Congress intends to increase aid to Ukraine to more than $13 billion.

The financing, which is an increase over the Biden administration’s initial request of $10 billion, will go toward dealing with a growing humanitarian catastrophe impacting Ukraine’s neighbours and bolstering Pentagon support, which will assist Ukraine replace weaponry and other supplies. Mitch McConnell, the Republican leader in the Senate, said the financing includes loan guarantees for countries like Poland to buy American-made jets after donating their Russian-made planes to Ukraine.

The money will be included in a $1.5 trillion yearly budget package that the House is likely to vote on as soon as Wednesday.

According to the US, Russian forces have increased their bombing of Kyiv (8:04 p.m.)

According to a senior US defence official, Russian forces have increased their bombing of Kyiv, a key strategic target in their invasion, with isolated fighting inside the capital city.

The majority of Russian forces, however, are still roughly 60 kilometres (37 miles) from Kyiv, according to the official. According to the official, who spoke on the condition of anonymity, Russia has also succeeded in isolating Mariupol, a southern port city, but has not yet taken it.

NATO is ‘afraid of controversial things,’ according to Zelenskiy. (It’s 7:13 p.m.)

After Agence France-Presse re-reported comments made by Ukrainian President Volodymyr Zelenskiy in an interview with ABC News late Monday, U.S. markets rose. “In a gesture to Russia, Ukraine says it will no longer push for NATO membership,” according to AFP.

“Regarding NATO, I have cooled down regarding this topic a long time ago once we recognised that NATO is not prepared to welcome Ukraine,” Zelenskiy stated in an interview with ABC News. The alliance is wary of contentious issues and conflict with Russia. I never wanted to be a country that was on its knees pleading for help. And we won’t be that country, and I certainly don’t want to be that president.”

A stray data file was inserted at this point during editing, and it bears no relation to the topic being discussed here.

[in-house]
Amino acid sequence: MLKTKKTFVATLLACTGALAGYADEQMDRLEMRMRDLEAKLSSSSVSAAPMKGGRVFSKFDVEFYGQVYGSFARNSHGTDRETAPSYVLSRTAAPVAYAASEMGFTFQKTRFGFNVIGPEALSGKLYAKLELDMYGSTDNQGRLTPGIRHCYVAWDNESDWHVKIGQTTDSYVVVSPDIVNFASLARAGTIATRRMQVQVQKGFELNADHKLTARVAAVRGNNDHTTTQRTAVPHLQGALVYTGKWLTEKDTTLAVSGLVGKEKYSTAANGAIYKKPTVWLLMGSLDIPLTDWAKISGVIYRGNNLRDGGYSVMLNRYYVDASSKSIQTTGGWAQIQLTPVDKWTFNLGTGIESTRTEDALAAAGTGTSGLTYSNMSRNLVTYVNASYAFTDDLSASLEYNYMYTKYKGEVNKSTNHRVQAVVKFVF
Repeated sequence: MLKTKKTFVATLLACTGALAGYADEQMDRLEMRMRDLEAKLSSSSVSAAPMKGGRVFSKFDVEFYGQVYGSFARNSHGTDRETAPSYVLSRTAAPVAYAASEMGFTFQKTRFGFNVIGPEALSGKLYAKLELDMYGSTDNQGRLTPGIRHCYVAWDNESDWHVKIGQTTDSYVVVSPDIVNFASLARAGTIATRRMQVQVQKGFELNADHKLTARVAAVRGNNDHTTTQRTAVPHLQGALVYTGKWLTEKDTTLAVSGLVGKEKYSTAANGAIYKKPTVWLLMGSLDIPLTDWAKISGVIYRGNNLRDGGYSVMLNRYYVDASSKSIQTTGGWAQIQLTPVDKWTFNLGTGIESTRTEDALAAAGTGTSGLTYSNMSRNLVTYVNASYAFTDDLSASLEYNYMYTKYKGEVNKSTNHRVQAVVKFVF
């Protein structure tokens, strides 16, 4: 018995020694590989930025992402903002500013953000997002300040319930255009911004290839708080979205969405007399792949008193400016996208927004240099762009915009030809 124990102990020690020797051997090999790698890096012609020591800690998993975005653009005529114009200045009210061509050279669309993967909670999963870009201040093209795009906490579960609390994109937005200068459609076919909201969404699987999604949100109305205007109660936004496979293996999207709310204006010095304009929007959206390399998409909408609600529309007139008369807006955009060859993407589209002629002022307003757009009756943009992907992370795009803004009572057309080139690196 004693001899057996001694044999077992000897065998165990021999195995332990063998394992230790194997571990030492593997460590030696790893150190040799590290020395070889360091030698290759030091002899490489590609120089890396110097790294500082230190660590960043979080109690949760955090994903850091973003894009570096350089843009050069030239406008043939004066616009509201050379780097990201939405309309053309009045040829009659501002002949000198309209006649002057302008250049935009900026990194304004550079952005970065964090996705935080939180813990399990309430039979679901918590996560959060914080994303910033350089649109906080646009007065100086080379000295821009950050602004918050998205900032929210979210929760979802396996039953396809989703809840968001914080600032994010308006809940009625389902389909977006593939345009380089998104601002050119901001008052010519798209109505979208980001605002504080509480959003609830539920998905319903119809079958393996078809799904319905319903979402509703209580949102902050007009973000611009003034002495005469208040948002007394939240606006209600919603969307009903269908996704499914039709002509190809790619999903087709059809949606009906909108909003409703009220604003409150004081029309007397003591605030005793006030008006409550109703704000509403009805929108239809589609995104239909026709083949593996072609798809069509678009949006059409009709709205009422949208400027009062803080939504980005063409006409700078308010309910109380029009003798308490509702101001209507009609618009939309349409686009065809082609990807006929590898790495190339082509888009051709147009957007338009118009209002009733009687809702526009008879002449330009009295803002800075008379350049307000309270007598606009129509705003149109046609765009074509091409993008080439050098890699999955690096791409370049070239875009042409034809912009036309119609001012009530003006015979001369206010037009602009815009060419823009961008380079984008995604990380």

Zelenskiy’s remarks do not imply that he has given up on the country’s goal of joining NATO in the future. Although the military alliance claims to have an open door policy, it has made it obvious that considerable impediments remain in the way of Ukraine joining, and that this will not happen anytime soon.

The BBC will resume reporting from Russia in English (6:31 p.m.)

At the end of last week, the British broadcaster halted English-language reporting from Russia. The BBC stated in a statement that it had evaluated the consequences of Russia’s recently enacted media legislation as well as the “urgent necessity” to report from within the nation.

A push to join NATO, according to Sweden’s prime minister, would exacerbate insecurity (5:30 p.m.)

“It would further destabilise this part of Europe if Sweden chose to make an application to NATO in this situation,” Prime Minister Magdalena Andersson stated at a press conference. “In my opinion, sticking to Sweden’s long-standing, consistent approach is the greatest way to ensure our security.”

Italy is preparing to support additional EU sanctions against Russian banks (5:20 p.m.)

The purpose of a third package of EU penalties, according to Foreign Minister Luigi Di Maio in an interview with Bloomberg, would be to drive Russia into a cease-fire.

The EU will not succumb to “Russian extortion” in the energy sector, according to Di Maio, who was referring to a threat to restrict natural gas supply via the Nord Stream 1 pipeline. In recent days, Di Maio has flown to Algeria and Qatar to explore increased gas supply from both countries. Russia accounts for 40% of Italy’s gas imports.

About the author


Kathy Lewis

Kathy Lewis is an all-around geek who loves learning new stuff every day. With a background in computer science and a passion for writing, she loves writing for almost all the sections of Editorials99.